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    Volume 9 Issue 32| August 6, 2010|

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A Roman Column

A Tuscan Town

Neeman Sobhan

Piazza Grande. And view, foothill Montepulciano.

After three decades of living in Italy and having 'done' umpteen times many of its celebrated sights and cities, I sometimes rouse myself from privileged complacency to revisit, with family or friends, places that we normally leave to the tourists.

Tuscany is one such region. Unless we are specifically visiting friends who live there, or our destination is some lesser known town in the area, we tend to avoid the over-popular Chianti zone and cities like Firenze, Siena, Montalcino, San Gimignano or Pienza.

But, the other day, with a visiting friend, my husband and I decided to return to one of our favourite hilltop cities of Tuscany and home of the local Vino Nobile wine: Montepulciano.

One of the highest, fortified towns, perched 600 metres above sea level, Montepulciano overlooks on all sides and from every opening of its steep alleys, panoramic views of the countryside around it: undulating expanse of vineyards; olive groves; fields of green and gold punctuated with rolls of hay; red tiled farmhouses bordered with cypresses; and hillocks topped with earth toned villages.

I have walked its steep, winding streets in every season. In late spring and summer, I have stopped to catch my breath at the outdoor cafe on the stony and stark Piazza Grande with its 15th century Palazzo Communale and tower, the 16th century Palazzo Tarugi, the severe facade of the Duomo and the delightful wishing well in one corner. In winter, when the alleys trap the whistling wind, and the scenic ledges are sharp with chilling blasts, we have found cosy cafes to drink hot chocolate while enjoying the glassed-in view as a painted canvas.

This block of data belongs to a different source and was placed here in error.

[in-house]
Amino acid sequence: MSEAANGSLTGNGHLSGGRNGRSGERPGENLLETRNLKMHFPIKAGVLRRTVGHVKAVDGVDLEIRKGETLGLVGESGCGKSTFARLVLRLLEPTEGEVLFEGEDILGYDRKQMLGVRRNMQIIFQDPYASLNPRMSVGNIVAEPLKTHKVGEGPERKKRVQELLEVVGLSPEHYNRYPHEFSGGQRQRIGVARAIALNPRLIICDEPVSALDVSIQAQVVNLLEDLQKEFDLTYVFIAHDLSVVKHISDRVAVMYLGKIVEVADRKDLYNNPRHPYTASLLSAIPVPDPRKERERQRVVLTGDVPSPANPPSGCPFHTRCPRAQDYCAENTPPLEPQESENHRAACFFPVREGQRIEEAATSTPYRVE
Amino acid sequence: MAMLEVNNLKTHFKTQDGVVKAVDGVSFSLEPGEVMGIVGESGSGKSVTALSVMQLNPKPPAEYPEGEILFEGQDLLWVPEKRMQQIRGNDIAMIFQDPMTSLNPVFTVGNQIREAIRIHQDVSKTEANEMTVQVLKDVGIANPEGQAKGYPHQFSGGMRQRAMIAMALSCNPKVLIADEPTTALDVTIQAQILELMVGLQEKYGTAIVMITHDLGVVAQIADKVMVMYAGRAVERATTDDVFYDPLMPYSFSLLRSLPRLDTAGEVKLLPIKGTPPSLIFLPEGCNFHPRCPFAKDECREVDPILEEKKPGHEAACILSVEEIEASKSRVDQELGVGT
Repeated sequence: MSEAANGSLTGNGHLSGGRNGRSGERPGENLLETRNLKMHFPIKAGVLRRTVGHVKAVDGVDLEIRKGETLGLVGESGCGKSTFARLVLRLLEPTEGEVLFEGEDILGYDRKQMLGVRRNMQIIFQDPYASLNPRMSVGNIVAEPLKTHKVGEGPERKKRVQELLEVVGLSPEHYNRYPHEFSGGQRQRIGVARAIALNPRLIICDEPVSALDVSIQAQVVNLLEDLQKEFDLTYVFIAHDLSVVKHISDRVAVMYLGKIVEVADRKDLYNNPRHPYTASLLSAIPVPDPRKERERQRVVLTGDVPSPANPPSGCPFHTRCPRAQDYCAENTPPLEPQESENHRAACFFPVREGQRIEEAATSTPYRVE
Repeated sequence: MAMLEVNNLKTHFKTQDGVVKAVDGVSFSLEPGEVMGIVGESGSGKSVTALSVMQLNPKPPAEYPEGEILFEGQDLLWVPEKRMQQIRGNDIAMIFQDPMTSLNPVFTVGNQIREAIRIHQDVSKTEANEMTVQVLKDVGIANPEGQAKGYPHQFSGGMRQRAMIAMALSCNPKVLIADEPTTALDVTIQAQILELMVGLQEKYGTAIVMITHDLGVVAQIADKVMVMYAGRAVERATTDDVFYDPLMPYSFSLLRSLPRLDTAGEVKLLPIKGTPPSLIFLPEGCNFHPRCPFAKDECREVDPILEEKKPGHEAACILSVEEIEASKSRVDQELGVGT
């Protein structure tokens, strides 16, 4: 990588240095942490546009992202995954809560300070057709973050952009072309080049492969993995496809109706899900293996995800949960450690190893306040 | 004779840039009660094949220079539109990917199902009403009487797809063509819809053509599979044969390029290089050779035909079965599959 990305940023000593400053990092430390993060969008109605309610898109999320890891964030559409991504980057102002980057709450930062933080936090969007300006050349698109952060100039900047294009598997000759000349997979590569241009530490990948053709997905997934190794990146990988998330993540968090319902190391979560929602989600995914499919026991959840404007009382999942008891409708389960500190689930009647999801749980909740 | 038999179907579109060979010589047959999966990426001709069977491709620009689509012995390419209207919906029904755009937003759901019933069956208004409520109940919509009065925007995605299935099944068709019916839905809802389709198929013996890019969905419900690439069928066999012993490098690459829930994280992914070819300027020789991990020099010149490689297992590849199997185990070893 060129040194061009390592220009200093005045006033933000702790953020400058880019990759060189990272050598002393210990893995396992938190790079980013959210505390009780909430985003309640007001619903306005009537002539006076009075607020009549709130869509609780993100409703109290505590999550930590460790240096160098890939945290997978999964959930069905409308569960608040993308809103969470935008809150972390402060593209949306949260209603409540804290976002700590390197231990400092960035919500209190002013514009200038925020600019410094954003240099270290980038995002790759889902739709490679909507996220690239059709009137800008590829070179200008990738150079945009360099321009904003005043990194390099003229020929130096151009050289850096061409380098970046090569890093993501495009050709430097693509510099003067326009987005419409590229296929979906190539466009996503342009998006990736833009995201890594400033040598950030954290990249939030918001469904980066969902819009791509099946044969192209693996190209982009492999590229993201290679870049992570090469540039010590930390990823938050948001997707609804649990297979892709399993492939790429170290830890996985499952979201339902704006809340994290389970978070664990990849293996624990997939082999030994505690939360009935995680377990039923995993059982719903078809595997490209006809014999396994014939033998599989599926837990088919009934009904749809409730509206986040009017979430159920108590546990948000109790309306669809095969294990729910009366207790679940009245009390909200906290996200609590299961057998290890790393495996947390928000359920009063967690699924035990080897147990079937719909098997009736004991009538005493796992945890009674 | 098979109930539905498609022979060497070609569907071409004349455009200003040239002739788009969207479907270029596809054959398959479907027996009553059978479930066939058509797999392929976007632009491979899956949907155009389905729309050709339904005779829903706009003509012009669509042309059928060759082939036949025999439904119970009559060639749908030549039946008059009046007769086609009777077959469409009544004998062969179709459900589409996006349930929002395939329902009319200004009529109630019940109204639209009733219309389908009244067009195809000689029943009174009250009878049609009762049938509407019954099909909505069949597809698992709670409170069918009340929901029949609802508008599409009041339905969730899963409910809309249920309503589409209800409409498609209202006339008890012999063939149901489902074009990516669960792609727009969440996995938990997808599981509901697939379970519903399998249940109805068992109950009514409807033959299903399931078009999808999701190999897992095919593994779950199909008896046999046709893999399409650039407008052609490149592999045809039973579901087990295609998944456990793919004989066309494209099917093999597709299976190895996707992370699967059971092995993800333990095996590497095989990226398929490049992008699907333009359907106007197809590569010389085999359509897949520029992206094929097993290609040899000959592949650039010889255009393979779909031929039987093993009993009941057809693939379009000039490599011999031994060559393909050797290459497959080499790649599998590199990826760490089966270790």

This time, at a Bar, my husband and I were surprised to find on the menu, drinks and food named 'al vampiro'! Vampires? Of course, we had not seen the recently released American film 'New Moon', and apparently, some scenes had been shot right here, on the main Piazza Grande of our Montepulciano.

I was amused. What a claim to fame! This was the same kind of banal publicity through which Cortona, another little town in Tuscany, had become the pilgrimage spot for those who had read or seen the film version of Frances Mayes' book, 'Under the Tuscan Sun.'

Sitting on a shaded and breezy terrace cafe, shielded from the unprecedented heat and sun of this scorching July, and sampling some of the local Pecorino cheeses and vegetable antipasti, I mused about the painterly quality of this country.

Tuscan Vista.

The lush beauty of the Italian countryside has figured not only on the artist's canvas for centuries, but in recent times, on the screens of many international and Hollywood films. Rome; Venice and the Adriatic sea; Lake Como; Florence and the other towns of Chianti-shire; the Mediterranean sea, the islands of Capri and Sicily, all have had a role in cinema as the backdrop of memorable films or as the only saving grace of mediocre ones.

Among the beautiful or watch-able films are: the classic Roman Holiday; Bertolucci's Stealing Beauty (Tuscany); The Talented Mr. Ripley (Ischia, Procida, Palermo, Anzio, Venice, Rome); The English Patient (Pienza and Arezzo in Tuscany, and even a hotel scene supposedly in Cairo was shot in the Grand Hotel des Bains in Venice and the Grand Hotel of Rome); the exquisite and award winning Il Postino (the island of Salina, off the coast of Sicily); and the surprisingly better- than- the- book-film Angels and Demons (all over Rome).